Figure 2.

Radial distribution functions, g(r), between centers of mass (COMs) (A), measured from the C atom (B) and from the O atom (C) of the CO2, and the angular distribution of CO2 in the gaseous phase and in the IL (D). mim=methylimidazolium, term=terminal.

Figure 3.

Combined distribution function showing the CO2 bond angle against the depicted distances.

Surprisingly, the cationic centers of mass (COMs) are at similar distances to the solute as the anionic ones (Figure 2 A), while the corresponding peak is higher, thus showing that the cation also contributes to the solvent–solute interactions by providing more neighbors (ca. five versus the ca. one anion). Interestingly, although such pronounced peaks have previously been observed in cation–CO2 pair correlation functions, they were related to “packing effects” rather than to solute–solvent interactions. However, by comparing the spatial distribution functions (SDFs) of the two ions, a different viewpoint can be obtained (Figure 4). The interaction with the anion is clearly directed to the CO2’s carbon atom; thus, the acetate ions are located mainly in a thin specific ring around the solute. The cations can be observed in a similarly structured manner around the CO2, but these regions of interaction cover its whole surface; thus, a picture of a cation cage emerges (Figure 4 B). This high local structuring of the ions around the solute is in contrast to the picture that CO2 solely occupies already existing voids in the IL.6, 11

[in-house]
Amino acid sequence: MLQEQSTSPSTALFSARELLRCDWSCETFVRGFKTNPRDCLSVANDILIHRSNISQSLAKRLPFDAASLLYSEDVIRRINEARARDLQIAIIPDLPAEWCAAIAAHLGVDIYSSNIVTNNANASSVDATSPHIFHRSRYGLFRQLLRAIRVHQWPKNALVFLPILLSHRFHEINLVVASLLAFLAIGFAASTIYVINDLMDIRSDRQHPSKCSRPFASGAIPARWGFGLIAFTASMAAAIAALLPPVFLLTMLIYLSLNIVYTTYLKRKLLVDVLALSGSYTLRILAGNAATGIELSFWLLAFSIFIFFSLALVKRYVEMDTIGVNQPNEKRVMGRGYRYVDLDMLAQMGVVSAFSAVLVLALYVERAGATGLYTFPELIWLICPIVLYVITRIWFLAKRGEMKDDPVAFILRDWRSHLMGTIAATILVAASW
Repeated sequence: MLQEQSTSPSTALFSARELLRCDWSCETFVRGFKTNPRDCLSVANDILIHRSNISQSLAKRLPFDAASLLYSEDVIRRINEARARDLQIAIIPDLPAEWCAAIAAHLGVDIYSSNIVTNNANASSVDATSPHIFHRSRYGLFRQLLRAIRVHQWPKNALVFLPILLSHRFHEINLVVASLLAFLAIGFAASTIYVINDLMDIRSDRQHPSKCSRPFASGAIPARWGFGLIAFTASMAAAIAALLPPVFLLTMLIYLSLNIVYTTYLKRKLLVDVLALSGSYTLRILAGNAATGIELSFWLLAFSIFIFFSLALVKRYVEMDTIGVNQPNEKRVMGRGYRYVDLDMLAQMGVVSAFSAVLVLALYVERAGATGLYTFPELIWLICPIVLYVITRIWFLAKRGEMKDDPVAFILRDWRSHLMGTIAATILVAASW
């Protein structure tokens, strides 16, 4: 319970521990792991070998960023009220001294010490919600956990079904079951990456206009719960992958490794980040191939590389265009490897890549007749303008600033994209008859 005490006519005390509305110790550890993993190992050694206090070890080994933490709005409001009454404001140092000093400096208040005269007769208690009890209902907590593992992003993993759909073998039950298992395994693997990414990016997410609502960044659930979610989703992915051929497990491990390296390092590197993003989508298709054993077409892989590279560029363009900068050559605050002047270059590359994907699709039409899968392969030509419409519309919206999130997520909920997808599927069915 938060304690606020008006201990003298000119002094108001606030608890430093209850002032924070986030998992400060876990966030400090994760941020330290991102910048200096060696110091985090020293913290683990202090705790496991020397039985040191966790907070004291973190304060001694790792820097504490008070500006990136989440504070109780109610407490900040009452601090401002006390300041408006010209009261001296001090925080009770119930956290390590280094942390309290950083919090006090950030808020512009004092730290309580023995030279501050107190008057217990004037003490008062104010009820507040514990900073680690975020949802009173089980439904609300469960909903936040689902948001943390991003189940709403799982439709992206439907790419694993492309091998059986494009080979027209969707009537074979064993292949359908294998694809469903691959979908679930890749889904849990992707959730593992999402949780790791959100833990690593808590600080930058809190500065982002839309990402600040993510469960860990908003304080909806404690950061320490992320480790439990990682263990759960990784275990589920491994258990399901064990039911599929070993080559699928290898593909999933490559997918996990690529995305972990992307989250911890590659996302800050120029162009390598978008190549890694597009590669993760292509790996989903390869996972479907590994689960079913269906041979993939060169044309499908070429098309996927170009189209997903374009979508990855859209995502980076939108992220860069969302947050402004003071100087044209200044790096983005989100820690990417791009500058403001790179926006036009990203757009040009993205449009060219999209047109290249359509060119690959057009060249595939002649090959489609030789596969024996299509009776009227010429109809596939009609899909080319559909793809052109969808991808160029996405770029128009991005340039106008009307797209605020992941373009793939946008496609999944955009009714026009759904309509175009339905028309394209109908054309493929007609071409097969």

Figure 4.

Spatial distribution of the anionic (A) and the cationic COMs (B), and the terminal carbon atom of the cationic ethyl group (C) around the CO2.

Given that the approach of the acetate anion toward the solute polarizes the CO2 by bending it into a negatively charged carboxylate group, one may infer that this bending strengthens the interaction with the cations, as was found in an analogous reaction between amines and CO2 in imidazolium-based ILs.46 Surprisingly, the CDF in Figure 3 B clearly shows that the closer the solute is to the cation, the less bent it is, as for the lower C(CO2)[BOND]C2 distances there are no entries corresponding to lower O[BOND]C[BOND]O angles of the solute. Thus, instead of cooperation, competition is indicated between the anion and the cation for interacting with the CO2. The finding that despite this competition the aforementioned cation cage is formed clearly shows the significance and strength of the cation–CO2 interactions.